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A paradigm linking herpesvirus immediate-early gene expression apoptosis and myalgic encephalomyelitis chronic fatigue syndrome

Authors A Martin Lerner, Safedin Beqaj

Published 21 February 2011 Volume 2011:3 Pages 19—24


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Peer reviewer comments 2

A Martin Lerner1, Safedin Beqaj2
1Department of Medicine, William Beaumont Hospital, Royal Oak, MI, USA; 2DCL Medical Laboratories, Indianapolis, IN, USA

Abstract: There is no accepted science to relate herpesviruses (Epstein–Barr virus [EBV], human cytomegalovirus [HCMV], and human herpesvirus 6 [HHV6]) as causes of myalgic encephalomyelitis (ME)/chronic fatigue syndrome (CFS). ME/CFS patients have elevated serum immunoglobulin (Ig)G serum antibody titers to EBV, HCMV, and HHV6, but there is no herpesvirus DNA-emia, herpesvirus antigenemia, or uniformly elevated IgM serum antibody titers to the complete virions. We propose that herpesvirus EBV, HCMV, and HHV6 immediate-early gene expression in ME/CFS patients leads to host cell dysregulation and host cell apoptosis without lytic herpesvirus replication. Specific antiviral nucleosides, which alleviate ME/CFS, namely valacyclovir for EBV ME/CFS and valganciclovir for HCMV/HHV6 ME/CFS, inhibit herpesvirus DNA polymerases and/or thymidine kinase functions, thus inhibiting lytic virus replication. New host cell recruitment thus ceases. In the absence of new herpesvirus, nonpermissive herpesvirus replication stops, and ME/CFS recovery ensues.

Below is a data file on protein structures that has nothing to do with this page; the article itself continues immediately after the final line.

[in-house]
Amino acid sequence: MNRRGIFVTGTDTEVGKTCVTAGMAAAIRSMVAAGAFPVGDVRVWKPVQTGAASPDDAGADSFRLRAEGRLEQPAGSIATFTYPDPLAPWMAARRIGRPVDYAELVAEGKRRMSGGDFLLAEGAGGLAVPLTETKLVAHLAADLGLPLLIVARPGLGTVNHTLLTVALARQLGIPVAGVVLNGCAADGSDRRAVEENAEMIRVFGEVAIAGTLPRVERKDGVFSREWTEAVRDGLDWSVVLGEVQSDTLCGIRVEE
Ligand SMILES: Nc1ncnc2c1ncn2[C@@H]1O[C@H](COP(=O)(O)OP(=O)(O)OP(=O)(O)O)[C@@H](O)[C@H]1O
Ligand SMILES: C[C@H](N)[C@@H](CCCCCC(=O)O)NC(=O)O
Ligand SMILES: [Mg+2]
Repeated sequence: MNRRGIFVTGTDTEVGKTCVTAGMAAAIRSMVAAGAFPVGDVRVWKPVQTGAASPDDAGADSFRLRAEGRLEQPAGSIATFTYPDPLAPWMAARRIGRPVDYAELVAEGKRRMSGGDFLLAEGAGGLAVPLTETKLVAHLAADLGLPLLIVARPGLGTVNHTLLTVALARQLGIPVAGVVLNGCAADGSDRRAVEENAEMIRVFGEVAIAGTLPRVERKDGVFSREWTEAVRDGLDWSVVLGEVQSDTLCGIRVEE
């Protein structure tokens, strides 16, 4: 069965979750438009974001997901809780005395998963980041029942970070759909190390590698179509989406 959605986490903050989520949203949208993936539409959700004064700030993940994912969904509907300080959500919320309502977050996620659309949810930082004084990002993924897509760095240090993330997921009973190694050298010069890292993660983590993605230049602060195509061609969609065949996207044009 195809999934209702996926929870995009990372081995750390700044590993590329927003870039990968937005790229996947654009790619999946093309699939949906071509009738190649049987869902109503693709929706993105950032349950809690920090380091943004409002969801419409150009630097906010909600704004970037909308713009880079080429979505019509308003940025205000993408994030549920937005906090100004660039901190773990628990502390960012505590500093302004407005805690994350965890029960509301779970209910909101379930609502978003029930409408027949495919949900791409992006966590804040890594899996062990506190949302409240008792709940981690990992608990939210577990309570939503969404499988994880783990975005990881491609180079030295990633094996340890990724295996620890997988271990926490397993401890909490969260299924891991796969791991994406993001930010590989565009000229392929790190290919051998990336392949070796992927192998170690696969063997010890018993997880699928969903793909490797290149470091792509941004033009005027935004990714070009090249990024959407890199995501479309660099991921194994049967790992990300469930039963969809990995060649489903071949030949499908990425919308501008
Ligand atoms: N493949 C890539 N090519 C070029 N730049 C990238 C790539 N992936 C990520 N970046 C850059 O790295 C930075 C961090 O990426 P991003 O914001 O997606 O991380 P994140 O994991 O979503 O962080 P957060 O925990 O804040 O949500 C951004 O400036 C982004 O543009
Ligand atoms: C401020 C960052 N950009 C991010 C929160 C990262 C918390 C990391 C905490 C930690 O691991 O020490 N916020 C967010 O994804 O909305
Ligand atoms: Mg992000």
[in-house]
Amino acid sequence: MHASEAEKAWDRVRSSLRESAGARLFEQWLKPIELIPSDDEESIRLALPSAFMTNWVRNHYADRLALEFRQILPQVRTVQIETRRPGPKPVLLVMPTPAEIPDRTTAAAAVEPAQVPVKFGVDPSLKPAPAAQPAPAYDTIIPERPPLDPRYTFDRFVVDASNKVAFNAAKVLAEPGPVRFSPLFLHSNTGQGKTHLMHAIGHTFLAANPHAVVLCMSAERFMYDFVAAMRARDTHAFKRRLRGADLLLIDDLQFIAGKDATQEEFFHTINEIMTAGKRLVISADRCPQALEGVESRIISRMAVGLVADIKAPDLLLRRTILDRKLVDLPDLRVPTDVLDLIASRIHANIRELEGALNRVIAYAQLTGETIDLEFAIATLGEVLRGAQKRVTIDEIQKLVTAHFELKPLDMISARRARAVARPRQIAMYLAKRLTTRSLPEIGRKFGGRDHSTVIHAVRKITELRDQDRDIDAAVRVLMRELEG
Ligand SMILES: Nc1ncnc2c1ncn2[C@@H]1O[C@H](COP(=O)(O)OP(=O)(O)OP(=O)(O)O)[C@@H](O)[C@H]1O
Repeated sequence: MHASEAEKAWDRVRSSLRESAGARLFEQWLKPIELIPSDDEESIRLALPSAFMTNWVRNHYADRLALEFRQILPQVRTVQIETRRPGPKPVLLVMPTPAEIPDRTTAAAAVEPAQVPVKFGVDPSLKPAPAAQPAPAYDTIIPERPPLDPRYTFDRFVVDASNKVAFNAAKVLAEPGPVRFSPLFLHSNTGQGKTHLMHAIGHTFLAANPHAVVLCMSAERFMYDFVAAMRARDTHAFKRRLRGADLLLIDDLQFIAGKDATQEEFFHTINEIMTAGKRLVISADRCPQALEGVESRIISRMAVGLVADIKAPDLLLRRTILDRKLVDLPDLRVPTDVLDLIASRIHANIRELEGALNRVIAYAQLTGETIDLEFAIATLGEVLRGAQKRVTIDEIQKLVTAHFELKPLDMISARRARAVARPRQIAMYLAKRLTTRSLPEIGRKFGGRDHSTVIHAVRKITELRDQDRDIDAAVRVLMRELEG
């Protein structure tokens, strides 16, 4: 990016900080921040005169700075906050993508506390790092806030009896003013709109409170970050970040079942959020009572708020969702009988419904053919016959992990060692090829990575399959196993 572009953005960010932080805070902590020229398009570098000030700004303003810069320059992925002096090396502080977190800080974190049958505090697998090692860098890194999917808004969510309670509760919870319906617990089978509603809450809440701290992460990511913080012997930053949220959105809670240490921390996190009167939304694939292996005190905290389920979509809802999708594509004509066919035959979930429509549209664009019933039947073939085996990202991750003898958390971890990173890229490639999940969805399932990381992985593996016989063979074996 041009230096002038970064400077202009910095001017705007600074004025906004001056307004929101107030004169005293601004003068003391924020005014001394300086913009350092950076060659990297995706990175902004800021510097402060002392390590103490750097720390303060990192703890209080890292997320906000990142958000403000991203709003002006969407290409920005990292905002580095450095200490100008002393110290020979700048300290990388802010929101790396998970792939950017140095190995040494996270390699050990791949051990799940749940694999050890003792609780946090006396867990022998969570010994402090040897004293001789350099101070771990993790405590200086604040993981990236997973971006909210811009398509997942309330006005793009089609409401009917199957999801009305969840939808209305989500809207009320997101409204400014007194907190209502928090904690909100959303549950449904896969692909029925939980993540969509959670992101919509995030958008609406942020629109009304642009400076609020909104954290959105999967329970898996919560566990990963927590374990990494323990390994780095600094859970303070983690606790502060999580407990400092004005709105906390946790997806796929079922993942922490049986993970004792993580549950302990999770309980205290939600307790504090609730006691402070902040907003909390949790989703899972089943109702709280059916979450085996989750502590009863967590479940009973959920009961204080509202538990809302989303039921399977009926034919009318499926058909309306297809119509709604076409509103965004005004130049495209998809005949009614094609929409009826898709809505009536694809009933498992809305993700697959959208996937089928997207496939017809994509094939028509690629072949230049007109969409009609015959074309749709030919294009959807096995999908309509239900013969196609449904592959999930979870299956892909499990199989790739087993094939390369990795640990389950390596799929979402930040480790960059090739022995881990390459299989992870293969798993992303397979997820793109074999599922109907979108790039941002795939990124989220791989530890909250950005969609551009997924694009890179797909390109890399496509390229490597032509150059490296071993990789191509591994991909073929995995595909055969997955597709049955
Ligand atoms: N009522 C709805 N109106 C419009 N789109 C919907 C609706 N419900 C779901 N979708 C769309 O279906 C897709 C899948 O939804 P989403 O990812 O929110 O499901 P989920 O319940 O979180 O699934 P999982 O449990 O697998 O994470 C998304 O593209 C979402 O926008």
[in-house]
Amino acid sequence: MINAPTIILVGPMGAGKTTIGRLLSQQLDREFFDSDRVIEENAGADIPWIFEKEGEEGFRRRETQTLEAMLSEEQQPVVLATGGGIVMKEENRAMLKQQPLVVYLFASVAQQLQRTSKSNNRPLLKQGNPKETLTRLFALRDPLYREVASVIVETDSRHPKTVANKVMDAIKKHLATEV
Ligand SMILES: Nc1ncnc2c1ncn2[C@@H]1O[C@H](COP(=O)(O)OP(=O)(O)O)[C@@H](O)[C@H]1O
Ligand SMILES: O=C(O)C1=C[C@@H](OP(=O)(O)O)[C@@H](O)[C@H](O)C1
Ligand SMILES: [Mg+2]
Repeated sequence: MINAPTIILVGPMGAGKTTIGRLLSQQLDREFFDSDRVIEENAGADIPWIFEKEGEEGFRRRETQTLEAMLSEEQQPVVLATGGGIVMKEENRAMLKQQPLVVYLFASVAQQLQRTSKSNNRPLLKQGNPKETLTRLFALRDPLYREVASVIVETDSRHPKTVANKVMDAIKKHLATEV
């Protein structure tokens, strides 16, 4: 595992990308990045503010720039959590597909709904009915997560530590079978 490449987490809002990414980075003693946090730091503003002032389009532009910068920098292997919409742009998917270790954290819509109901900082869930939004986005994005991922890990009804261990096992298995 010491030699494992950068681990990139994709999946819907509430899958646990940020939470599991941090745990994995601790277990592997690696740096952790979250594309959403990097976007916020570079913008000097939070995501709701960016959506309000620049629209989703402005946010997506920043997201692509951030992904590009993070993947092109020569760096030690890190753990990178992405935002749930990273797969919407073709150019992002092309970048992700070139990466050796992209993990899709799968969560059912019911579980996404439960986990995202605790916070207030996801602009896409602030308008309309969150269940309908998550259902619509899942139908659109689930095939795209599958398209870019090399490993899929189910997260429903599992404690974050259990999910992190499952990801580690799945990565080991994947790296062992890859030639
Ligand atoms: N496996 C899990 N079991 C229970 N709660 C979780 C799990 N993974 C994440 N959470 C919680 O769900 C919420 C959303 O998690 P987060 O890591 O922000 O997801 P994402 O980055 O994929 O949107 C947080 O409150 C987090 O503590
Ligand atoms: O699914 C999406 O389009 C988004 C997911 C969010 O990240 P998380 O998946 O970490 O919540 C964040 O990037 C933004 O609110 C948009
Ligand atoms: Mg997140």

Keywords: ME/CFS, Epstein–Barr virus (EBV), human cytomegalovirus (HCMV), HHV6, abortive replication

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